10. Place the pan fried fish in a serving bowl
  11. Garnish with the fried curry leaves.

in the pan

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done!

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II. Varutha Kathirikkai – Pan Fried EggPlant

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Eggplant is very low in calories and fats but rich in soluble fiber content.  The peel or skin (deep blue/purple varieties) of aubergine has significant amounts of phenolic flavonoid phyto-chemicals called anthocyanins.Scientific studies have shown that these anti-oxidants have potential health effects against cancer, aging, inflammation, and neurological diseases.

It contains good amounts of many essential B-complex groups of vitamins such as pantothenic acid (vitamin B5), pyridoxine (vitamin B6) and thiamin (vitamin B1), niacin (B3).Further, this vegetable is an also good source of minerals like manganese, copper, iron and potassium. http://www.nutrition-and-you.com/eggplant.html


Ingredients

  • kathirikkai/Eggplant – 2 no.s (I used the long ones)
  • cooking oil – 5 tbsp or a little more

to marinate

  • turmeric – 1/4 tsp
  • salt – as needed
  • red chilly powder – 1 tsp
  • coriander powder – 1 tsp

Method of Preparation
  1. Wash eggplant and cut into 1 inch thick pieces
  2. Keep the pieces in water or the eggplant tends to darken
  3. When you are ready to marinate it, take out of water and mix the spices and leave for 15 minutes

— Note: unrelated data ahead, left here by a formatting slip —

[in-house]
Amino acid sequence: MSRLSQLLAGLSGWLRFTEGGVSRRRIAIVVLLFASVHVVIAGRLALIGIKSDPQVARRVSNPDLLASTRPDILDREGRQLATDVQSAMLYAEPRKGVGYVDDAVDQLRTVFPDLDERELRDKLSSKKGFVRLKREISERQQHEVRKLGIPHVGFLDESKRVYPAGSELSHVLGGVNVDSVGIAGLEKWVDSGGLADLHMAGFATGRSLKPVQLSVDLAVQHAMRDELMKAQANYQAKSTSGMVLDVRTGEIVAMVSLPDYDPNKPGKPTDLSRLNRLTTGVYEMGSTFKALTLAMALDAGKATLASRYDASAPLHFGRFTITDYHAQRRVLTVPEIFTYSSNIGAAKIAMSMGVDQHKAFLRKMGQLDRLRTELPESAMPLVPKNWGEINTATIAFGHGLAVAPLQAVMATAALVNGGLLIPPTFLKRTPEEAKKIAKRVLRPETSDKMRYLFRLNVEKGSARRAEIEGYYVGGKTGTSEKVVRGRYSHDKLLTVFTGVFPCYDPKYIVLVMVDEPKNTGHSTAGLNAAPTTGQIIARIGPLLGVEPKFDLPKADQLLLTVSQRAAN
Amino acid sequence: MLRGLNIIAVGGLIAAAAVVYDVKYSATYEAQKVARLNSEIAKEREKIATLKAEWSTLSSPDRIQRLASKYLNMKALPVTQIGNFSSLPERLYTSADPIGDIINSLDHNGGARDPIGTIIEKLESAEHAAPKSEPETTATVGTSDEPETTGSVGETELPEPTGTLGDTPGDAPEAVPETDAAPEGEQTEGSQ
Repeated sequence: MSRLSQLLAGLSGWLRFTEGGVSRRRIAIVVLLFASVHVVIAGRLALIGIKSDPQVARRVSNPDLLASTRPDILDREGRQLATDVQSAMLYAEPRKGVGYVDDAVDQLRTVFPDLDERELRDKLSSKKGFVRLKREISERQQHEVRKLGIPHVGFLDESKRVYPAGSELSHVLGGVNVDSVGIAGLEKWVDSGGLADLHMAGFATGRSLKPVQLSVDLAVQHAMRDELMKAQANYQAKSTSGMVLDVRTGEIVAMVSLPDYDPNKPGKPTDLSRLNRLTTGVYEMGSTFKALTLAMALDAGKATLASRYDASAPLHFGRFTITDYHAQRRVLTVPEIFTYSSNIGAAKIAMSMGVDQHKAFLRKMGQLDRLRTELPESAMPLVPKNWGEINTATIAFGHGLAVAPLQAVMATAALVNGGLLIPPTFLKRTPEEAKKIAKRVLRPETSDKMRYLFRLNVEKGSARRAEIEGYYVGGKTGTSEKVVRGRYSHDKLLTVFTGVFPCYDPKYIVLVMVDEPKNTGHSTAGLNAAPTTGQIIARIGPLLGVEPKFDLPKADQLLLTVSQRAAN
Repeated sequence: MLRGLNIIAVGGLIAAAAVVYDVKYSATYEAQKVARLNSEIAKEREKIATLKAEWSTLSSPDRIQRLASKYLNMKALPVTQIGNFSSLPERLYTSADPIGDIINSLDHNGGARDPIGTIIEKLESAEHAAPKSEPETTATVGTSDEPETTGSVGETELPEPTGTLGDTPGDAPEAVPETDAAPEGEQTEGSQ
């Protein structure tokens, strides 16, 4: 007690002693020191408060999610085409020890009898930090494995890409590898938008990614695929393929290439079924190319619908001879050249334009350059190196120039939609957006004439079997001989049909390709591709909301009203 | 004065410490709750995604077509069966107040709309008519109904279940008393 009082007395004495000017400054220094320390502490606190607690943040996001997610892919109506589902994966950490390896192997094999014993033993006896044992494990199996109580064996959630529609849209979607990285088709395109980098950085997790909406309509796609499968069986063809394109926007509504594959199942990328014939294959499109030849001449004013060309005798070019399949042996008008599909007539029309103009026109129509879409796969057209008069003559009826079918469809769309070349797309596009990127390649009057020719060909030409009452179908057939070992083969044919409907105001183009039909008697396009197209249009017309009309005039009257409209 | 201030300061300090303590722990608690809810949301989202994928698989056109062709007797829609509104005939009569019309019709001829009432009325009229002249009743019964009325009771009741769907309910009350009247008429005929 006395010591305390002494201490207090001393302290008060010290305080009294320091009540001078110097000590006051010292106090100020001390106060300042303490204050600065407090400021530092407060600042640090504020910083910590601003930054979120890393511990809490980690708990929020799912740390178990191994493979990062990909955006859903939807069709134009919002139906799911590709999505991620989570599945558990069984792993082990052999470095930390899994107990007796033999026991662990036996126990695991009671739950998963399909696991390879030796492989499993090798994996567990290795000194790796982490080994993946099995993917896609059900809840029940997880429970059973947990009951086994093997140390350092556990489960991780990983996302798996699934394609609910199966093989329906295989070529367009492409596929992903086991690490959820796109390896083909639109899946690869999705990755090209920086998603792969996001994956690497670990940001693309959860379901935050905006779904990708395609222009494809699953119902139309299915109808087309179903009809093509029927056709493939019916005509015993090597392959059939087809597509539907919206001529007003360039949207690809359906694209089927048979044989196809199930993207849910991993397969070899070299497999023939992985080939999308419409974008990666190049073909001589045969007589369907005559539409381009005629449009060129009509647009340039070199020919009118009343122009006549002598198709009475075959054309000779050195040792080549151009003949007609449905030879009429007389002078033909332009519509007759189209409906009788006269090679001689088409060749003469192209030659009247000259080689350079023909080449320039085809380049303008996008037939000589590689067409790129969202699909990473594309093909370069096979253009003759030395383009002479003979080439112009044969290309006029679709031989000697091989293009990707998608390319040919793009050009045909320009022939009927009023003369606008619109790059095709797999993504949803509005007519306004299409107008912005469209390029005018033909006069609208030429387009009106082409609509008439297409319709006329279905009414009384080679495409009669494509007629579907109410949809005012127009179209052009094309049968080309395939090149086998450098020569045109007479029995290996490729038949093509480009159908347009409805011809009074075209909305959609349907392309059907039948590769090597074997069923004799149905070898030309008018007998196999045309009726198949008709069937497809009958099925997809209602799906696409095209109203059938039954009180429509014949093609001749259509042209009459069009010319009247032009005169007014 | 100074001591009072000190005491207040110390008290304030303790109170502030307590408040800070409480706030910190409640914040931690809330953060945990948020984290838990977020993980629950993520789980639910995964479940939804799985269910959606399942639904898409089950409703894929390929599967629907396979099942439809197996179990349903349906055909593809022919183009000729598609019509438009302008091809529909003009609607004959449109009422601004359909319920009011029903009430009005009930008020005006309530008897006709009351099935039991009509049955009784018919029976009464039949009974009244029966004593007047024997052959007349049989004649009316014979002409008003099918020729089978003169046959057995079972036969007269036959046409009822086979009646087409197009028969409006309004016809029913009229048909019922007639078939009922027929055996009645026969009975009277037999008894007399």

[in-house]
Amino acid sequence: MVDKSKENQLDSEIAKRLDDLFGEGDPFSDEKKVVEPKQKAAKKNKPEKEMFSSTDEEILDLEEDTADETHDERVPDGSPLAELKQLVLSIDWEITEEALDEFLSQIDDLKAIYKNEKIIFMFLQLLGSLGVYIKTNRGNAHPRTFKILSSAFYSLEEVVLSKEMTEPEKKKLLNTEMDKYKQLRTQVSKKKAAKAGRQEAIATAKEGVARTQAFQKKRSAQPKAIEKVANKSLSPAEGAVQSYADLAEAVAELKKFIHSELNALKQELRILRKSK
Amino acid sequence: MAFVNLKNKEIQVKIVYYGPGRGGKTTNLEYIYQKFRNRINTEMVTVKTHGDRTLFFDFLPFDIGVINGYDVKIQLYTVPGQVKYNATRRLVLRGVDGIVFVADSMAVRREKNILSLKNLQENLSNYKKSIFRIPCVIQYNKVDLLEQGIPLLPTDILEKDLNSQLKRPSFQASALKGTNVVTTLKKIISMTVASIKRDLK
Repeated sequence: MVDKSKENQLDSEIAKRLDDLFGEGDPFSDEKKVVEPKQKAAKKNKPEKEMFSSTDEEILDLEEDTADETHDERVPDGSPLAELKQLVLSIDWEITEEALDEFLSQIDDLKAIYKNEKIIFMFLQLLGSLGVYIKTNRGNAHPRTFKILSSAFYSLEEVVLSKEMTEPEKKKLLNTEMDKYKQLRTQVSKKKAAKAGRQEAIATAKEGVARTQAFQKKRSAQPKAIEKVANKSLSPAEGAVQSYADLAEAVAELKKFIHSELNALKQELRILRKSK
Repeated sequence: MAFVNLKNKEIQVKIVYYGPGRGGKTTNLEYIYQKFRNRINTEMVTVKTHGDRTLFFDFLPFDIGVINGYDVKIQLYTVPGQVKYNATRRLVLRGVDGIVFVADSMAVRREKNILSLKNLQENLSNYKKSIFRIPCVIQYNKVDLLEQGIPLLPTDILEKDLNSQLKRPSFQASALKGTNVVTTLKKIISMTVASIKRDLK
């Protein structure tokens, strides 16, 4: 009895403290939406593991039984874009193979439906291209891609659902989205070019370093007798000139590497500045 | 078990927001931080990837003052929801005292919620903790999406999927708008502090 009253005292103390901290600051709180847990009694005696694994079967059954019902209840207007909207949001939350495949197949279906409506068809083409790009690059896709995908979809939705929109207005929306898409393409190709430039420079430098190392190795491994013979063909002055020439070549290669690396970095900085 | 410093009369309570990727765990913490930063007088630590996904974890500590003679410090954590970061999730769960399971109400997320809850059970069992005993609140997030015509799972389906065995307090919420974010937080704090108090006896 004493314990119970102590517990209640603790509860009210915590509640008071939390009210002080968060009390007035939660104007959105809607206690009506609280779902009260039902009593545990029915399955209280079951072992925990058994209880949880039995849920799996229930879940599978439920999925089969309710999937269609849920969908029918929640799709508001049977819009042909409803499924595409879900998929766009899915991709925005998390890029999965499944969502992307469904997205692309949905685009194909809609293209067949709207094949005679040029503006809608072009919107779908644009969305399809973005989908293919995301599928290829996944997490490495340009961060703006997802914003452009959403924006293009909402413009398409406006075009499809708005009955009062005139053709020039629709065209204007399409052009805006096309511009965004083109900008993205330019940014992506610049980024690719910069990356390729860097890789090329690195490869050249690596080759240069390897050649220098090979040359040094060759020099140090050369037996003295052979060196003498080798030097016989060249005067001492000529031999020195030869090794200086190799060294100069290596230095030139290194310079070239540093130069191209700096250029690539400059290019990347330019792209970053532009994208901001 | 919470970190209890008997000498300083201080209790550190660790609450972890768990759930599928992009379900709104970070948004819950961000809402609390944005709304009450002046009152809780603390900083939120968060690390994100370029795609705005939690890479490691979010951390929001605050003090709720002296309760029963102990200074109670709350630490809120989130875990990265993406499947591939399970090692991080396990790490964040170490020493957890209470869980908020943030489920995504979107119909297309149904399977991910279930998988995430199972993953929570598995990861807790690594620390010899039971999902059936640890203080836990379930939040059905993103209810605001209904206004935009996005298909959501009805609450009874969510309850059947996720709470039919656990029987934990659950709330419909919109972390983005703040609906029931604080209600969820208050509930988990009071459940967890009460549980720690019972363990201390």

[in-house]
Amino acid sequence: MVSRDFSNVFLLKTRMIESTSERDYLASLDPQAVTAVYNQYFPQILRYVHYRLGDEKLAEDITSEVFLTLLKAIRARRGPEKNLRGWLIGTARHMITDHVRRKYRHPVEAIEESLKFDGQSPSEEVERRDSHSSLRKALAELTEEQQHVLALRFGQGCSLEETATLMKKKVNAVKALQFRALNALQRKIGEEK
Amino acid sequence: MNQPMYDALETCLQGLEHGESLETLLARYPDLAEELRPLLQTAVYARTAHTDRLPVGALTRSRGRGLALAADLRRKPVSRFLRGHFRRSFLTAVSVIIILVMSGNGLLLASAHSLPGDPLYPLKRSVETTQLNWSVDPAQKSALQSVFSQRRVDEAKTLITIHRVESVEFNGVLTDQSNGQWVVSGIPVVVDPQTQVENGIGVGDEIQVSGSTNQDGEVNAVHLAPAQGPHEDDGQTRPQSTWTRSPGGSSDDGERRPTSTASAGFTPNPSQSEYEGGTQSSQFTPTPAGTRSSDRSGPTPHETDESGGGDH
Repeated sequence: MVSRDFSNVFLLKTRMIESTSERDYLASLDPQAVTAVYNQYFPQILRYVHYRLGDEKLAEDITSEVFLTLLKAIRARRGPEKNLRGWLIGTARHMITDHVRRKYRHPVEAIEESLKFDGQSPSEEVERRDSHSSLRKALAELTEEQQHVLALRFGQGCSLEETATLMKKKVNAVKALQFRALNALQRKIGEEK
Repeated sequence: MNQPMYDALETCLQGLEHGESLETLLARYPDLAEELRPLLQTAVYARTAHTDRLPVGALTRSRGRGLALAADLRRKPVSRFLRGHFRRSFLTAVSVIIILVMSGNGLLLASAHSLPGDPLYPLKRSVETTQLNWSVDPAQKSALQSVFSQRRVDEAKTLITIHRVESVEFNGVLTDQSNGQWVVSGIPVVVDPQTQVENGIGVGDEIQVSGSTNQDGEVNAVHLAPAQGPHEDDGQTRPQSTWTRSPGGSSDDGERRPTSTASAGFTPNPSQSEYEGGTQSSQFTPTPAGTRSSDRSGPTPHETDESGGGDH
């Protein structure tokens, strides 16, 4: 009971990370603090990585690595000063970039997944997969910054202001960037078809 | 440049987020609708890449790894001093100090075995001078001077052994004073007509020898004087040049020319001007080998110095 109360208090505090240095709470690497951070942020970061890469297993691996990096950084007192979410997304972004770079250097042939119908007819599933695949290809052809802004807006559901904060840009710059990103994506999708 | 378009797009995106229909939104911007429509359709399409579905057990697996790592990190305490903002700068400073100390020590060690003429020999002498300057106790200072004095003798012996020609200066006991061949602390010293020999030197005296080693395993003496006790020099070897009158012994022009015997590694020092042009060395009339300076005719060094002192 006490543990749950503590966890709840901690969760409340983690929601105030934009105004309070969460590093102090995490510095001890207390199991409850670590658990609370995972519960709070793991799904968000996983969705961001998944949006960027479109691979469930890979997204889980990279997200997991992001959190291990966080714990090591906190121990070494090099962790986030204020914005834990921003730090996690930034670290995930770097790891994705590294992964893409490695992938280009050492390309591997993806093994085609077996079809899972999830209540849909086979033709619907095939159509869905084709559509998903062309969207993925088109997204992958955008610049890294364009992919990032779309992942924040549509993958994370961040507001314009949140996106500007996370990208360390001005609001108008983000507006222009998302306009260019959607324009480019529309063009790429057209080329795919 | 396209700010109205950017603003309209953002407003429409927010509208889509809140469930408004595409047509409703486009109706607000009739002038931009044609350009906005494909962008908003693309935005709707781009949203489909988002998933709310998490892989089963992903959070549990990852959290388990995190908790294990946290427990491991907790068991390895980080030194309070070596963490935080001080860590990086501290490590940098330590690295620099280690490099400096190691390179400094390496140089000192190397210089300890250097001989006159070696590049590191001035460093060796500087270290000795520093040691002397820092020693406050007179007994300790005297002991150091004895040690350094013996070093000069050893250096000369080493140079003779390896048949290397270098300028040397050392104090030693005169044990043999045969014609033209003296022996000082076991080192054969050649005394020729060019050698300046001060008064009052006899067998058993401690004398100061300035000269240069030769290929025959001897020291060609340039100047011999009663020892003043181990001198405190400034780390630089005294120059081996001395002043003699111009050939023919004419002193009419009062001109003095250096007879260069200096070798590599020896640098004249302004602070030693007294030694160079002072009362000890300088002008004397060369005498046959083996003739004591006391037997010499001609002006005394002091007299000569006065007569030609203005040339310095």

4. As usual heat oil in a pan and fry till done on both sides.


marinated eggplant

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in the pan

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Serve fish and eggplant with steamed rice and thaalicha paruppu. There is always Yoghurt at home and that helps to end the day’s meal with thayir saadham – that is just plain yoghurt and rice!


Note:
  1. The quantity of spices can be altered as per taste of the family
  2. Fish can be used with the head or without. I use them without the head
  3. A dash of lemon juice while marinating gives a wonderful flavour in both; or just add after the fish is crisply done.
  4. Lemon juice after the eggplant doesn’t suit much though.
  5. For marination of eggplant, sambar powder can also be used for even more lazier ladies (I do it sometimes)!

Call it a Simple Sunday Meal and why two dishes? Do some of you feel this way – just opt one per week! Sometimes I feel guilty when my daughter asks why is there a lot of empty space in her plate….. in search of more side dishes! Now, with fish and eggplant her plate was not empty!!

Why even cook the thaalicha paruppu/seasoned lentil? It happens my friend… tttooo lazy for anything. Take that Plain Yoghurt from the fridge… Have you cooked your rice atleast? Make Thayir Saadham/Curd Rice (thayir-saadham-mor-milagaicurd-rice-sun-dried-chillies) or just mix Rice and Plain Yoghurt on the lunch table. Enjoy with fish or eggplant!! A sumptuous meal and some rest too!